Importantly, we’re not talking about the files that you create, receive and download, here. Temporary files are files that Windows and your installed applications create automatically during ordinary operation, but which they only need for a short period. Ideally these files would be automatically deleted when they’ve served their purpose, but unfortunately, this often doesn’t happen. Instead, they’re left to build up on your hard drive, gradually taking up more and more space.
This clutter makes it harder (and slower) for your computer to locate data, so you should clean your hard drive, from time to time, to remove it:
1) On your keyboard, press the Windows logo key and R at the same time, type %temp% and press Enter.
2) Press the Ctrl key and A at the same time to select all the files you see here, and press the Delete key to delete them all.
3) If, while trying to delete these files, you get a message saying a file or folder is in use, click Skip. The file won’t be deleted, but that’s OK; you can get it next time.
4) It could take up to a few minutes for all these files to be deleted – especially if many of them are large. If you’re clearing your temp files regularly, though, it should take only a few seconds.
5) Restart your computer and see if it’s running any faster.
If your PC is running slow, adding more virtual memory can help speed it up. Virtual memory supplements the physical RAM installed on your computer, so you don’t run out of memory as often. This makes accessing files and programs faster.
Here’s how to add more virtual memory:
1) On your keyboard, press the Windows key and Pause / Break key at the same time. Then click Advanced System Settings on the left panel.
2) Go to the Advanced tab, and click Settings.
3) Go to the Advanced tab, and click Change.
4) Make sure the checkbox for Automatically manage paging file size for all drives is NOT ticked.
5) Select your Windows drive (the hard drive or partition that has Windows installed on it – usually C:), then click Custom size and enter an Initial size and Maximum size for your virtual memory:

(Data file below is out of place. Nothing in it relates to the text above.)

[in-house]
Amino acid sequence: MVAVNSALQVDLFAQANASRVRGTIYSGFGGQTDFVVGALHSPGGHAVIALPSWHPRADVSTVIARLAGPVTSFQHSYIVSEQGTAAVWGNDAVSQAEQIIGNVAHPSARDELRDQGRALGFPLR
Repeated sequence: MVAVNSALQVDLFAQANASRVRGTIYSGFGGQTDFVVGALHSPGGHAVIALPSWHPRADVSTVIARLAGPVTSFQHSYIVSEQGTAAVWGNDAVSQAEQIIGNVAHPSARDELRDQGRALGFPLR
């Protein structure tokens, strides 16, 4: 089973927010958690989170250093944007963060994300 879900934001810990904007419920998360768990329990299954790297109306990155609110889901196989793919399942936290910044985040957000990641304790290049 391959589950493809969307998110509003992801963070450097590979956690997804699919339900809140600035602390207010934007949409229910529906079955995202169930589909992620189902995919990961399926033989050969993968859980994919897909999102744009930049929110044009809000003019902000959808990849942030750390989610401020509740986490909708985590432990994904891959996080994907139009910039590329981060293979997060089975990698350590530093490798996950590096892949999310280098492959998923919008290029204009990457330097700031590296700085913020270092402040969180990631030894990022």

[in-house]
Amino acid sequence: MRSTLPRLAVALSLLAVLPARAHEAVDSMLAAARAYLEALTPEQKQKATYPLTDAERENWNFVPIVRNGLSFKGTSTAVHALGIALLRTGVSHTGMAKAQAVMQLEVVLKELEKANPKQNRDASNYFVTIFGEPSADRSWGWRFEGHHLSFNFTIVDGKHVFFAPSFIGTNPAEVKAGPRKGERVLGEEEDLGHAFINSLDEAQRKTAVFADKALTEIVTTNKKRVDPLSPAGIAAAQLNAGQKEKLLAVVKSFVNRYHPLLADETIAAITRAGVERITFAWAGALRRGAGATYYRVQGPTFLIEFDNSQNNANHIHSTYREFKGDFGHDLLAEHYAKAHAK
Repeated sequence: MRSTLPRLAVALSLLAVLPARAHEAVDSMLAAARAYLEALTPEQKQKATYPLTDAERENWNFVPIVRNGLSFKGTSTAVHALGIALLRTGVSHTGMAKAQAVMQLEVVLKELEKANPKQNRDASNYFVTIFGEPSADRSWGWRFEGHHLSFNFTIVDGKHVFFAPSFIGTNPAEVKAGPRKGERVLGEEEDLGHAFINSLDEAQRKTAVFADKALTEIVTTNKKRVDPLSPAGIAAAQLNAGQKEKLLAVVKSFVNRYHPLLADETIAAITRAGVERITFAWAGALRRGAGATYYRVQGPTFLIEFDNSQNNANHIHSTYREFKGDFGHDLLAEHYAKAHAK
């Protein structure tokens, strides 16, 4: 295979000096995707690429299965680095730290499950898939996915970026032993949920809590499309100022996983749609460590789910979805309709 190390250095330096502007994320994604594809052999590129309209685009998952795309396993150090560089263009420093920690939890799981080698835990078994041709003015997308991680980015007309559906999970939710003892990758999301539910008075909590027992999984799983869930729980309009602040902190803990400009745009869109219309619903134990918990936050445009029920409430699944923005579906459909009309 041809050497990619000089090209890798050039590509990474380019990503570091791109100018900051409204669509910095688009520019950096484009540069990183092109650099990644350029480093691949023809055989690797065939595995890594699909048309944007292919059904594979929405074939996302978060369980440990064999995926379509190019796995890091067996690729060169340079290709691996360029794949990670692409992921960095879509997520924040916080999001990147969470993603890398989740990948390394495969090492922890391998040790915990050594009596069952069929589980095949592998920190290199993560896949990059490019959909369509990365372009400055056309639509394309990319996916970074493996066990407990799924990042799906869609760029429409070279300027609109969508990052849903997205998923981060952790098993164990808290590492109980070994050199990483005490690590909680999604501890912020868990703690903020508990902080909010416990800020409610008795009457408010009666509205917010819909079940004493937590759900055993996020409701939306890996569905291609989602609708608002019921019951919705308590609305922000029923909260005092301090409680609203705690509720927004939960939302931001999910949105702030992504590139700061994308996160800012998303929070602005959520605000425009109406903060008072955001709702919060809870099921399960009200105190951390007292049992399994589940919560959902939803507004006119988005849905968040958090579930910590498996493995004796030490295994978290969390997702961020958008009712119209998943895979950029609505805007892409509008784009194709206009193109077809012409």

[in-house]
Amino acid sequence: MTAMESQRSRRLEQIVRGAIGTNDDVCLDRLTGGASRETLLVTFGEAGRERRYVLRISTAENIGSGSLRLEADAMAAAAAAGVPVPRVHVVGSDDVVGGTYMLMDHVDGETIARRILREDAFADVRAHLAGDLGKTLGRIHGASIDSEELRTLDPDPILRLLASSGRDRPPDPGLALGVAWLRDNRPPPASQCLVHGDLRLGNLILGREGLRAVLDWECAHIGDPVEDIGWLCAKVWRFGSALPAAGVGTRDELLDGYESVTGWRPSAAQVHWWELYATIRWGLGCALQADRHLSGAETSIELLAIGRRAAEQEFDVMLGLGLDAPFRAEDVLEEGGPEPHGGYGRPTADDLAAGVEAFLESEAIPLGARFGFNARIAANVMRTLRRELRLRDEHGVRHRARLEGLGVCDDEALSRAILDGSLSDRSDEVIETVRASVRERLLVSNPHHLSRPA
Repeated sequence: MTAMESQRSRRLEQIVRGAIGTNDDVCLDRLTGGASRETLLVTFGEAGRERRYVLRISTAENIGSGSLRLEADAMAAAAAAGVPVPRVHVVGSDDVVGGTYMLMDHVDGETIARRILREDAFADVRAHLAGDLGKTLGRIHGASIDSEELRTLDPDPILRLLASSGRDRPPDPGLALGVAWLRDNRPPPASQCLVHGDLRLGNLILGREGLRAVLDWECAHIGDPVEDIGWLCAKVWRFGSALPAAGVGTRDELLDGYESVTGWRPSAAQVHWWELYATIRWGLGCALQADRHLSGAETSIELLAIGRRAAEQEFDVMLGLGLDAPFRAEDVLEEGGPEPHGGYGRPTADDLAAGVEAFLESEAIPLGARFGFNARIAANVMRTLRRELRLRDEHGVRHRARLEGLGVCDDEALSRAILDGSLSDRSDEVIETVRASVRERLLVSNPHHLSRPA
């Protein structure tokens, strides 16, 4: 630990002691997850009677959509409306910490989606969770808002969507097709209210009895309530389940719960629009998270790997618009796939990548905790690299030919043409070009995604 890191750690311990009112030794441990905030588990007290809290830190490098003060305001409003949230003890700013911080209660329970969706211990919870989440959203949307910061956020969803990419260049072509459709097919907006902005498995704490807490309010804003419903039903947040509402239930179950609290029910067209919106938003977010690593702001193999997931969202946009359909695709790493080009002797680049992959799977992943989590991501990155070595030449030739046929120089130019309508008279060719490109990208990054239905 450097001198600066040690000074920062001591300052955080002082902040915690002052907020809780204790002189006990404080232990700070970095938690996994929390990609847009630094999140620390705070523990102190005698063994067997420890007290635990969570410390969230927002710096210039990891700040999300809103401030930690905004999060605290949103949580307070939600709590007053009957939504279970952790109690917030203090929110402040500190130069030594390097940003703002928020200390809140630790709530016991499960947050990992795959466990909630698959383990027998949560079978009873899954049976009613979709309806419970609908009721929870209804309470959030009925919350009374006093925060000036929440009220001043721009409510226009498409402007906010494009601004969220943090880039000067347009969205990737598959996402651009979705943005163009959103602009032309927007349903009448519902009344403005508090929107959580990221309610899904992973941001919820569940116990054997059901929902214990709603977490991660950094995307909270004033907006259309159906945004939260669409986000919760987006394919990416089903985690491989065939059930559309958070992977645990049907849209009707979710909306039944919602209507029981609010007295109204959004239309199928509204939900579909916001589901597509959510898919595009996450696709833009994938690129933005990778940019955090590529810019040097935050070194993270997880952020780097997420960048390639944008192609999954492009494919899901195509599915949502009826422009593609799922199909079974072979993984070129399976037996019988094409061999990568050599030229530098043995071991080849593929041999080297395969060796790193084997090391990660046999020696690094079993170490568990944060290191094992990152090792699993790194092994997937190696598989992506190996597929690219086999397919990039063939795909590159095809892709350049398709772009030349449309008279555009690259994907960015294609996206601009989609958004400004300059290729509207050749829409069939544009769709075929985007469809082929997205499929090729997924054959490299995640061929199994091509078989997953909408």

- Initial size – This value varies, depending on your computer. If you’re not sure what value to use, just enter whatever the number is in the Recommended category.
- Maximum size – Don’t set this value too high. It should be about 1.5 times the size of your physical RAM. e.g. A PC with 4 GB (4096 MB) of RAM should have no more than about 6,144 MB virtual memory (4096 MB x 1.5).
Once you’ve entered your virtual memory values, click Set, then click OK to continue.
6) Restart your computer and see if your PC is still running slow.
If your computer is overheating, it will definitely slow down. But unless you track your PC’s temperature with a program like CAM, it can be difficult to tell if it’s overheating. Here are some typical warning signs:
- your computer’s internal fan gets louder (it may be spinning faster, trying to cool the system down);
- your mouse and keyboard stop responding as well as usual;
- you get a ‘blue screen of death’ error, and a sudden restart.
To reduce the temperature of your computer, you can:
- reduce the temperature of the room;
- check if the computer’s ventilation is clear and clean – it may be clogged by dust and fluff;
- check if your cooling fans are working properly – if they’re not spinning fast and freely, or they’re making loud noises, you may need to replace them;
Once you’ve done your best to reduce the temperature of your computer, check to see if your computer is still running slow.
Note that overheating can also be caused by a damaged or faulty RAM stick, processor or graphics card. If you believe your PC is still running too hot after you’ve done the above, you may need to consult your PC retailer or manufacturer, or your local computer repair shop.
When a hard disk ages, it can develop faults and errors in its file system. This can slow the drive significantly, which makes Windows take much longer when it opens and saves files.
So if your computer is running slow, you should do a ‘check disk’ (aka ‘chkdsk’):
1) On your keyboard, press the Windows logo key and X at the same time, then click Command Prompt (Admin).
When prompted to provide administrator permission, click Yes to continue.
2) In the black window, type chkdsk and press the Enter key on your keyboard. The disk scan will then start.
If the check disk reports problems, you should probably consider replacing your hard disk.
IMPORTANT: Please ignore this fix if you have a solid state drive (SSD), as it may harm the drive.